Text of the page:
Hello! Welcome to Poetry Tuesday: the day we dip (or dive) into the lovely world of poetry!
Each Tuesday from June 19 to September 4th, I’ll share a fun poetry activity plus a poem study for all ages, as well as an advanced poetry lesson for ages 14 and up. Feel free to enjoy one, two, or all three of these fun resources! Scroll down to find the Poem Study and the Advanced Poetry Lesson.
Fun Poetry Activity: All About Rhyming
(for kids, adults, and everyone in between!)
“Did you ever have a time when you couldn’t make a rhyme… down by the bay?”
Jillions of poems rhyme, especially poems written for children. In future weeks we’ll get to read some of those poems, make observations about them, and even write our own. So what is a rhyme?
1. Identifying rhymes:
Read these words aloud:
Cat, sat, bat, that, flat, pat, splat, mat, hat, muskrat, fat
Notice anything about this group of words?
That’s right! They all rhyme.
These are all words that rhyme with the word cat.Did you notice how the end sound of each word sounds the same? Cat, Sat, Bat etc.
Let’s try another word: in.
in, bin, sin, grin, pin, win, chin, fin, thin, tin, spin, twin, sheepskin, tailspin
Do you hear how similar they sound? They all have different sounds at the beginning but the end of the words all sound the same.
2. Practicing Rhymes:
Can you find at least one rhyme for each of these words? See how many you can come up with!
3. Writing rhyming sentences:
Would you like to do some more??
Try writing a sentence using mostly words that rhyme.
Bill still feels ill from his fill of gills on the grill.
Need a word to get you started? Try one of these:
Need help rhyming your words? Try using a rhyming dictionary! There’s one online at:
If you come up with an especially fun sentence, share it in the comments below!
Let’s read a poem and study it together!
Not sure how to study a poem? Here are some ideas. Choose one or all of these:
- Read aloud and enjoy the poem
- Neatly write out your favorite stanza for handwriting practice or…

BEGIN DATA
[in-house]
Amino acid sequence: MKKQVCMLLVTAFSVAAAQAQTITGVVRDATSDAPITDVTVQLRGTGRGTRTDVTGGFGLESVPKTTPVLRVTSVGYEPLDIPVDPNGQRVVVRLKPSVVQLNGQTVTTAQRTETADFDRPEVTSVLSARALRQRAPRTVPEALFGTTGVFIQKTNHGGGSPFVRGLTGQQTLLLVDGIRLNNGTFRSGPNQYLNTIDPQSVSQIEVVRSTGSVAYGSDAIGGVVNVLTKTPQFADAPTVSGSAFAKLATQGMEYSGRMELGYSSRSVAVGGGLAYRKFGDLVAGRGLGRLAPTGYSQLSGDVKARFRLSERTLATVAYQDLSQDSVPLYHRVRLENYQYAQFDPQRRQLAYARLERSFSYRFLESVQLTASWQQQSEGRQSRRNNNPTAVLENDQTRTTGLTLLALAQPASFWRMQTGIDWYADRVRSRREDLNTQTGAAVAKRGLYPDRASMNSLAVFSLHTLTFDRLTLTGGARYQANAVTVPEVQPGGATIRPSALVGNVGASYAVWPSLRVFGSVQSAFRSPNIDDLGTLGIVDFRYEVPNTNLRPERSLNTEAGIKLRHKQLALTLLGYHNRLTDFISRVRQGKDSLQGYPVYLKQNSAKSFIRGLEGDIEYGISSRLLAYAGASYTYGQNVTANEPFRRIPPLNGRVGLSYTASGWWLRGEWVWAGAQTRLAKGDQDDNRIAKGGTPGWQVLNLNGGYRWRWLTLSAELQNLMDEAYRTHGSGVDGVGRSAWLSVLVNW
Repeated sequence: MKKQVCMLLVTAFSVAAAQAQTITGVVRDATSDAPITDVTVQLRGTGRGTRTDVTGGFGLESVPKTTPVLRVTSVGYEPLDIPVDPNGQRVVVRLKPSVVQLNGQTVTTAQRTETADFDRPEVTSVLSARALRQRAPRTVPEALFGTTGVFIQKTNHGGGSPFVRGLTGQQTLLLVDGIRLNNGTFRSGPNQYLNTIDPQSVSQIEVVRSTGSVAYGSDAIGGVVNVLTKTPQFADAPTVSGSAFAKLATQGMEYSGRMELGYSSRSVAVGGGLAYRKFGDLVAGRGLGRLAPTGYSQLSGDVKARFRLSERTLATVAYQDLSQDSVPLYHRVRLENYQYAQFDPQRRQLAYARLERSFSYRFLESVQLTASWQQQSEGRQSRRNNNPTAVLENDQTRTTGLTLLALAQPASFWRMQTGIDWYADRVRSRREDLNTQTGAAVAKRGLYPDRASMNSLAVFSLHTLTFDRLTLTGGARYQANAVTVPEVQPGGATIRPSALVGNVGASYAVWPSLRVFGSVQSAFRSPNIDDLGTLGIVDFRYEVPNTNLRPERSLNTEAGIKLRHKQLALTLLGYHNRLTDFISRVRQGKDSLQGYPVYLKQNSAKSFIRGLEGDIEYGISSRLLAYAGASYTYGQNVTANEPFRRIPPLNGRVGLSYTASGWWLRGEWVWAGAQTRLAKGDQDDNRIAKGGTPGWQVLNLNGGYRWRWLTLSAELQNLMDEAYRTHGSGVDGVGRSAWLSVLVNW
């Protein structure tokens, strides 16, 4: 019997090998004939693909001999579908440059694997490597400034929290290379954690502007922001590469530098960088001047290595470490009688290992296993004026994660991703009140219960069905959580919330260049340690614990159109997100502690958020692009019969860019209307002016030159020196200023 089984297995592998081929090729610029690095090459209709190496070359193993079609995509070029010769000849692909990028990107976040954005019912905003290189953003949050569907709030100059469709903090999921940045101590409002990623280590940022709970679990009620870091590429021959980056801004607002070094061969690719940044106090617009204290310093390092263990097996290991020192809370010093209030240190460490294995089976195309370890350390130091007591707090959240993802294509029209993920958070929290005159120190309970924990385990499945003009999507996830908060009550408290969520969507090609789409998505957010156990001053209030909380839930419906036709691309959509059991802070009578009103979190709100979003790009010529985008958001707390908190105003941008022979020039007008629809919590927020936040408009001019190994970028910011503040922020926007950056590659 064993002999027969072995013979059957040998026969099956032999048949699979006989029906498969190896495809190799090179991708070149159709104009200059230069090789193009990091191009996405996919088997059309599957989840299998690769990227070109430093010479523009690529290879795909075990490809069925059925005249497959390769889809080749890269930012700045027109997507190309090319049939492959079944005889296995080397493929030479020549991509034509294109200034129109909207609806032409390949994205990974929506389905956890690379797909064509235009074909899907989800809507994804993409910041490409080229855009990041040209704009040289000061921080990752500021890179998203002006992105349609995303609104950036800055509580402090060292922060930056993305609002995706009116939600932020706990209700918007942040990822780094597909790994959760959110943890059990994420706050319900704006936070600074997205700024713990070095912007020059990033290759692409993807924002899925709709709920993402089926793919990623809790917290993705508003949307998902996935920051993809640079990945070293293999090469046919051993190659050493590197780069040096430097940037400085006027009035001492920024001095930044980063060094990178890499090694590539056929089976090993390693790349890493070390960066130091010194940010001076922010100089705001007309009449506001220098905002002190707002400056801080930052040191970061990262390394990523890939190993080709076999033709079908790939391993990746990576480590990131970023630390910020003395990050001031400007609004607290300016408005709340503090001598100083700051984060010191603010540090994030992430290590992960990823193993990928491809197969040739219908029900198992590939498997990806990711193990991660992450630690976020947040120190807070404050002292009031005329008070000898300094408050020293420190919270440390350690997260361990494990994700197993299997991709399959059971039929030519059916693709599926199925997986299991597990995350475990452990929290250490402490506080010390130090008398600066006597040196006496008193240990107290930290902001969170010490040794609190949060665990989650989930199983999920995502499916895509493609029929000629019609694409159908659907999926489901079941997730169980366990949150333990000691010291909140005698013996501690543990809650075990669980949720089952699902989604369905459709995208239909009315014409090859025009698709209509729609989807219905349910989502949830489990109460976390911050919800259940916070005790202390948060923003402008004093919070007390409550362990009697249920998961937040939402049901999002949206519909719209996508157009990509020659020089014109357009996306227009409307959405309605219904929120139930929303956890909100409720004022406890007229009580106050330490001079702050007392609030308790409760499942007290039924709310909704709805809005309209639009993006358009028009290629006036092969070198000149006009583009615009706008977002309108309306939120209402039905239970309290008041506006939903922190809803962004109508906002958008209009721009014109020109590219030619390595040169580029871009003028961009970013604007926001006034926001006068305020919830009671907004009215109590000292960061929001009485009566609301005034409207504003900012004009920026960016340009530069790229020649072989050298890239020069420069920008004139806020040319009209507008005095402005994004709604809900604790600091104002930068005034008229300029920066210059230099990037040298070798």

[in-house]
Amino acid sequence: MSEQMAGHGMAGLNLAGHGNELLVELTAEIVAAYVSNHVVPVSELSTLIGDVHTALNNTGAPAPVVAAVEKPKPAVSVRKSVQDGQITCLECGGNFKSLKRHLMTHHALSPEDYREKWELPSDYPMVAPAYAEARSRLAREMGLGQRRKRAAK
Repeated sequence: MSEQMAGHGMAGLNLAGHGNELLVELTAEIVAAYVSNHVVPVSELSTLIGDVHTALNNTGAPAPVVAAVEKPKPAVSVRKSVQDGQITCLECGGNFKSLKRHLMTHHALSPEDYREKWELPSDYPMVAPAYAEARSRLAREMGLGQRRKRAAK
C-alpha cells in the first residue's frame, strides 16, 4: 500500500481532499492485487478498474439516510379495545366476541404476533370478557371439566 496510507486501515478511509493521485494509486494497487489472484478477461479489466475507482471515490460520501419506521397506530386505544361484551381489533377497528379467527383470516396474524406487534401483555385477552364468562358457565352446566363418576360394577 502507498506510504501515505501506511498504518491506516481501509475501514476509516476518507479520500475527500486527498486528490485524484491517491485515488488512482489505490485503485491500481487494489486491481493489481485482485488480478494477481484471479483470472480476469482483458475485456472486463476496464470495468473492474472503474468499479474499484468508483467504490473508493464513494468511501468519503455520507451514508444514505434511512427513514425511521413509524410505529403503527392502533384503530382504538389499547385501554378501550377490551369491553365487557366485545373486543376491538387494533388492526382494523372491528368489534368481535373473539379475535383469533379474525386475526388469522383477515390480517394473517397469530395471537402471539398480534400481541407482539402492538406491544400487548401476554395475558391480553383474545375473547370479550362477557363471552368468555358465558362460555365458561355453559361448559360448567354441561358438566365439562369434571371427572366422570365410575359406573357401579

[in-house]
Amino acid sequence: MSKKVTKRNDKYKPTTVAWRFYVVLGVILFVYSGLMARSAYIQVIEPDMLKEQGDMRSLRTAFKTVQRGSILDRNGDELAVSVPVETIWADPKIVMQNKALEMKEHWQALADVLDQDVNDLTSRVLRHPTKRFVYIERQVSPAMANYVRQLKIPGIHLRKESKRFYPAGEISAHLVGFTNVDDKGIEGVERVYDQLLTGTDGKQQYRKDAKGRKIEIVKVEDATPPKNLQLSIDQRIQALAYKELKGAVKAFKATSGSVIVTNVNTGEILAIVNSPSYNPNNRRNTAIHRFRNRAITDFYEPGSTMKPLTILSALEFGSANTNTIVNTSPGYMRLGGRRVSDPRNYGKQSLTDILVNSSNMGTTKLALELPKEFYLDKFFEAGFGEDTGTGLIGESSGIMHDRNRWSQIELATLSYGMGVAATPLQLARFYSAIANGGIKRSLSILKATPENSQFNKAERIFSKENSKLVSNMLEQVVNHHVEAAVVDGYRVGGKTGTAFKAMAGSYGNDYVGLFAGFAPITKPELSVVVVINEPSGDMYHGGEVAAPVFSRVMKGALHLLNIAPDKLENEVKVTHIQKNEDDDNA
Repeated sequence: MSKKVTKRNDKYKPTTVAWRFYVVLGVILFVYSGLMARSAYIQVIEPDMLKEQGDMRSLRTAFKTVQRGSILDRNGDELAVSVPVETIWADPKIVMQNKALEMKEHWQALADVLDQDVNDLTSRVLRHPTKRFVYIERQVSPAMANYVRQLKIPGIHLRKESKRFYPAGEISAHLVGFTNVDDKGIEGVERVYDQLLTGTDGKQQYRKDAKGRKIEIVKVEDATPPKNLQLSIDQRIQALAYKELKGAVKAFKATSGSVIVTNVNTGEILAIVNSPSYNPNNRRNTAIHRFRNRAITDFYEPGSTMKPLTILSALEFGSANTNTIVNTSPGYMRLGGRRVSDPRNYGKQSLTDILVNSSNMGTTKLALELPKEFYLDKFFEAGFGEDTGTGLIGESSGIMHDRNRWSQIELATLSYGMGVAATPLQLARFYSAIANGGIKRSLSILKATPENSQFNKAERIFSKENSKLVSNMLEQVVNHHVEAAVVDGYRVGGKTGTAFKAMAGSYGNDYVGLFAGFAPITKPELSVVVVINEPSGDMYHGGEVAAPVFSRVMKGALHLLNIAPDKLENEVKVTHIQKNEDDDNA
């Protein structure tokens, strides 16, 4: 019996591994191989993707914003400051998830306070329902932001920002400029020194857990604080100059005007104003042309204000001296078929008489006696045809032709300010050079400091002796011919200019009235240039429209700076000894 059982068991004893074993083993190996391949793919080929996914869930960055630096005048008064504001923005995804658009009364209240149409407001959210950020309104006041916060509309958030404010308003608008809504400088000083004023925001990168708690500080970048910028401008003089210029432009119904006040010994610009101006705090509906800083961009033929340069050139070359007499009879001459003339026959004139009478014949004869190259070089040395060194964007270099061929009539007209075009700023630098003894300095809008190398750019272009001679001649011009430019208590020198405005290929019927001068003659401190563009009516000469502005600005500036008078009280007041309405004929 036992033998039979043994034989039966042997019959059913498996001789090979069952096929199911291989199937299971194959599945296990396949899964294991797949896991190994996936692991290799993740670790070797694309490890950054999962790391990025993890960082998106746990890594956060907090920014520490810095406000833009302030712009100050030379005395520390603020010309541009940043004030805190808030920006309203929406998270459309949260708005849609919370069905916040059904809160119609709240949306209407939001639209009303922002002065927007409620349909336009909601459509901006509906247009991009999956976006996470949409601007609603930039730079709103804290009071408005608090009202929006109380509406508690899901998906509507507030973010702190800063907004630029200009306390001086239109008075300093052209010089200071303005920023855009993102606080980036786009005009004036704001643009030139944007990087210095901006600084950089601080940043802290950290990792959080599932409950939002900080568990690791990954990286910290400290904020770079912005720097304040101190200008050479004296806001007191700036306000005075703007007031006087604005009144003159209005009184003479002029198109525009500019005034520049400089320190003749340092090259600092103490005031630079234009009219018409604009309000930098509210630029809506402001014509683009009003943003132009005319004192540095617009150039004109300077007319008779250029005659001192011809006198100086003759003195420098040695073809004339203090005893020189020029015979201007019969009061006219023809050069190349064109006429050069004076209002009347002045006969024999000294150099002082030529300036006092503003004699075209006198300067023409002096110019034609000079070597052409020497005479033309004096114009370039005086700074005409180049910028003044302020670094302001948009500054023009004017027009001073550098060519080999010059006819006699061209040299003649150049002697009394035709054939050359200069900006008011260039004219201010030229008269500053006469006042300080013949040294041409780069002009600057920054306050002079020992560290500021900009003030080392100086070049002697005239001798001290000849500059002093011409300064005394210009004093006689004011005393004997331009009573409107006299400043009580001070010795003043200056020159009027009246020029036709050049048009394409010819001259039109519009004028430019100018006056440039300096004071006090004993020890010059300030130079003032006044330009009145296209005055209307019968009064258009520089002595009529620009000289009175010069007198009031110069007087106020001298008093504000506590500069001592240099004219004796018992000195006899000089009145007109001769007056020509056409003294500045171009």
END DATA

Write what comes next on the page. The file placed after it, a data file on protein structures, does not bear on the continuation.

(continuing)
- Print out the poem by copying it into your word processor
- Draw a picture about the poem
- Circle the words that rhyme!
- Read more about the author’s life
- Share with someone you love <3
Twinkle, Twinkle, Little Star
Twinkle, twinkle, little star,
How I wonder what you are!
Up above the world so high,
Like a diamond in the sky.
When this blazing sun is gone,
When he nothing shines upon,
Then you show your little light,
Twinkle, twinkle, through the night.
Then the traveller in the dark
Thanks you for your tiny spark;
He could not see where to go,
If you did not twinkle so.
In the dark blue sky you keep,
And often through my curtains peep,
For you never shut your eye
Till the sun is in the sky.
As your bright and tiny spark
Lights the traveller in the dark,
Though I know not what you are,
Twinkle, twinkle, little star.
Advanced Poetry Lesson
The next two Tuesdays we will learn and practice the ancient art of Haiku.
A few things to understand about Haiku:
- Haiku are originally a form of Japanese poetry.
- Haiku are short, only having 3 lines
- They have no rhyme
- They have a 5-7-5 syllable structure (see below!)
- Each poem captures a moment
- Haiku poems show the world like it is (concrete, rather than abstract)
- They usually contain something from nature and a word that shows what season it is
- They often leave you feeling thoughtful
Great! So… how do you write them?
It might help to talk about the structure of the poem. It’s hard to build a building without structure, isn’t it? So what is the structure of a Haiku?
1st line: 5 syllables
2nd line: 7 syllables
3rd line: 5 syllables
Whitecaps on the bay:
A broken signboard banging
In the April wind.
— Richard Wright
Oftentimes Haiku poems follow the 5-7-5 syllable rule in Japanese but once they’re translated into English, the structure has to change a little. (Note: See the seasonal word here? April)
B. Two Images
Haiku are often made of two different thoughts or images. One thought or image is across two lines and the other is across one. For example:
the first tadpole
wriggles over clean stones
“New pond” is one thought, and “the first tadpole wriggles over clean stones” is the second thought. See how the second thought takes up two lines?
C. A Cut
Another aspect of Haiku it that they usually contain a cut, or break, somewhere in the poem. For example:
all that remains
of a warriors’ dreams
-Matsuo Basho (1644-1694)
See the cut after the first line?
Ready to write a Haiku?
I suggest finding a quiet place and thinking about your surroundings. If you can go outside, great! Try to describe, using a haiku, what you see, hear, smell, feel, or taste in two different images. It can be a little tricky, but the result is often surprisingly lovely.
Love your Haiku and want to share? Share it in the comments below!
Want to learn more or understand Haiku better?
Here’s a great video on YouTube that I thought expressed the topic well.